During my time with Ms. Glacel, the founder of Seven Corners Psychotherapy, I have been able to discover and analyze various types of Art Therapy. One of Ms. Glacel’s specialties is Play Therapy. Play Therapy is a branch of Art Therapy that can be used with all different age groups and is used to treat anxiety, depression, PTSD and ADHD in addition to many other behavioral problems. Play therapy works by allowing a patient to play with the toys available. Then the therapist analyzes the way and type of toys they client plays with in order to understand the problems a client is facing. Playing with toys in itself is also a beneficial part of therapy as playing in sandboxes or recreating scenes with toys is relaxing and allows the client to think through complex emotional problems. Play therapy also allows for the client to understand themselves better and provides them with better problem solving and social skills.
Because many of the clients that Ms. Glacel sees are children, I helped her create a set of guidelines to give to parents before a play therapy session with their child. The list is below…
Tips for parents
- Parent sessions are an important part of the process. Some play therapists incorporate time with parents at the beginning of each session. Some schedule separate parent sessions in addition to a child’s session.
- Confidentiality is very important to the process. Therapists won’t share with parents what a child does or says in a session. A child may talk about what they have said or done in a session. However, please don’t ask a child any questions about their session. If they want you to know, they will tell you.
- Sometimes therapy sessions can bring up a lot of feelings for a child and so in the short term there may be an increase in the behaviors that led you to bring your child to therapy. This is especially the case when the child’s behaviors were things like being alone more, being quieter than usual. In the medium to long term, you will see a decrease in the intensity and frequency of the behaviors that led to therapy.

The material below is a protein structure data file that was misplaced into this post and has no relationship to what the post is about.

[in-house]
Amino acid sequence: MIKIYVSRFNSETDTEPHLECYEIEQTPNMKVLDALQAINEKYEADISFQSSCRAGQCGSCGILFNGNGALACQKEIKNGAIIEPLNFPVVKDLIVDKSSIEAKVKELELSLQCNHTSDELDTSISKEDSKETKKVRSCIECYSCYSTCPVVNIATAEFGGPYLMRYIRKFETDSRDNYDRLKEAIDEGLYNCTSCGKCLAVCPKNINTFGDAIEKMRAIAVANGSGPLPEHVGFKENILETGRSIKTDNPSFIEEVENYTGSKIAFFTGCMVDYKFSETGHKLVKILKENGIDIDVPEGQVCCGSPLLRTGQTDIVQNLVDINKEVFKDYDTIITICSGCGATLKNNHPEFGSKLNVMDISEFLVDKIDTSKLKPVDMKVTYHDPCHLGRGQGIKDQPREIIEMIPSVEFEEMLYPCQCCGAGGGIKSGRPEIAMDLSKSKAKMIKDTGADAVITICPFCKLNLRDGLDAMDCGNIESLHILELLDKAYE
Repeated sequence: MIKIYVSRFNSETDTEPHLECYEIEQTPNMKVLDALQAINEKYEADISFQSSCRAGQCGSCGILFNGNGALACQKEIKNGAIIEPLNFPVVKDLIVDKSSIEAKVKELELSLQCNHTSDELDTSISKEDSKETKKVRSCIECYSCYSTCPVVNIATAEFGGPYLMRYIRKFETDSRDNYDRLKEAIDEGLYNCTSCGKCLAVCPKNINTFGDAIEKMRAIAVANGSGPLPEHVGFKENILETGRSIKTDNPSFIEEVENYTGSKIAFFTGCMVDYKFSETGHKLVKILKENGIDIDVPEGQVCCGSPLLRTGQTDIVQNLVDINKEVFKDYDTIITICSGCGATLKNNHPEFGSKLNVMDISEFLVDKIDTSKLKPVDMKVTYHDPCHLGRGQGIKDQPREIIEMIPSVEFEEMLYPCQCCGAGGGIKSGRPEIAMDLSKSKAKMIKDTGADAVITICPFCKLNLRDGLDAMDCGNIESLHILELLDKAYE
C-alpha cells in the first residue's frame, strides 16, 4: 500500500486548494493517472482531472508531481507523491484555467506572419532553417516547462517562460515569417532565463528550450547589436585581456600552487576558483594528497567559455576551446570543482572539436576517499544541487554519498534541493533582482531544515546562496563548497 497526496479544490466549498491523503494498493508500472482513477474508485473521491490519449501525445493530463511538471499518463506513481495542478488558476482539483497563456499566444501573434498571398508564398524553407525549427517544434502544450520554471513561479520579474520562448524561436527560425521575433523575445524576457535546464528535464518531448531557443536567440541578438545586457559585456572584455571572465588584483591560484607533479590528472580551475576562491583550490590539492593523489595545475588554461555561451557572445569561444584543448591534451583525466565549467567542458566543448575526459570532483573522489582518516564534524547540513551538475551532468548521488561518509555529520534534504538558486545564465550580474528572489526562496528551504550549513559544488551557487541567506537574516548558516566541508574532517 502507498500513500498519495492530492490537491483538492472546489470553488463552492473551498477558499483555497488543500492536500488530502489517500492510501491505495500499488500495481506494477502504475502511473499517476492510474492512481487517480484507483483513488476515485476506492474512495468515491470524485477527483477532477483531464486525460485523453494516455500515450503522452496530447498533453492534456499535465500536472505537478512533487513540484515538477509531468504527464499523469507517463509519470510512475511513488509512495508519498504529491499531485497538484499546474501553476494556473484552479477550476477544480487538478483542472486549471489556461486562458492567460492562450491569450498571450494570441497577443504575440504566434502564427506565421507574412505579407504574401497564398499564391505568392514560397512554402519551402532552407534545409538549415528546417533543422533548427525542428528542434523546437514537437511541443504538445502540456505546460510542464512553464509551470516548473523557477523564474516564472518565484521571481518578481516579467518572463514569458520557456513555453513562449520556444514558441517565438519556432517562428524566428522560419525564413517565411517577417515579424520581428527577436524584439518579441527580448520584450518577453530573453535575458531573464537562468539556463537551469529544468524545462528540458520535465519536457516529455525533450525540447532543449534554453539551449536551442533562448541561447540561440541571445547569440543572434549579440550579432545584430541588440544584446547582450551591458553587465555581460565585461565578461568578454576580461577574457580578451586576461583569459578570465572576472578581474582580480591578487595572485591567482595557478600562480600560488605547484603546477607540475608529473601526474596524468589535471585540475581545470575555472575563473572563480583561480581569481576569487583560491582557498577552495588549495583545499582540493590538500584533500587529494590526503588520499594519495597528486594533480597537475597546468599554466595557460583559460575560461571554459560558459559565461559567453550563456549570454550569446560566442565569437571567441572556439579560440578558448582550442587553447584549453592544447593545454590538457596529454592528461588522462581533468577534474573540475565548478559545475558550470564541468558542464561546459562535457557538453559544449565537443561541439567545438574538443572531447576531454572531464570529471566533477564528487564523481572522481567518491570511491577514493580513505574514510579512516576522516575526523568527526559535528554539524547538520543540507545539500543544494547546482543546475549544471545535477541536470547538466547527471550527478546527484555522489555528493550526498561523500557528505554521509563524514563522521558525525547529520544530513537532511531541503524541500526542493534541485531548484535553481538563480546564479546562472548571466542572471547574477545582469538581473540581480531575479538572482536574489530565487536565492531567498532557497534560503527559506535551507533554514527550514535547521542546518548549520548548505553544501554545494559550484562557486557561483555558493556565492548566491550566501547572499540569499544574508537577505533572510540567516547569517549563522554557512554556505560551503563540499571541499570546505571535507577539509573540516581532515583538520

- Often kids have to go to the bathroom in the middle of a session – even if they went right before. This is ok. If your child goes to the bathroom, please check on them if they take awhile and, if necessary, please check the bathroom after they’ve used it to make sure it’s in good shape.
- Typically, parents do not come into the therapy room at the end of the session. At times, a child will invite a parent in to show them something. If they do, please do not ask questions or touch anything. It’s appropriate to say “is there anything you want to share with me about what you’re showing me?” If you have any further questions, please contact the therapist after the session.
- At times children will create something that comes home with them. Please do not comment on the item. It is appropriate to ask if they want to share anything about it with you. Often children will ask for praise, but it’s best to turn the question back to the child to ask them what they think.
- Play therapy often looks like fun. And often is fun. However, it’s often not fun because big, overwhelming feelings are being worked on. Try to refrain from saying “have fun” as your child enters the session.
- Especially during the first few sessions it is important for parents to stay at the office while their child is in therapy. Once the child is fully comfortable with the therapist, it is okay to run errands during the therapy appointment. However, it is INCREDIBLY IMPORTANT that you are back at least 5 minutes before the therapy session ends and that you are reachable by cell phone during the entire session.
These are some of the guidelines and basic tips for play therapy.
Mental Health Professionals Applying the Therapeutic Power of Play , www.a4pt.org/page/PTMakesADifference.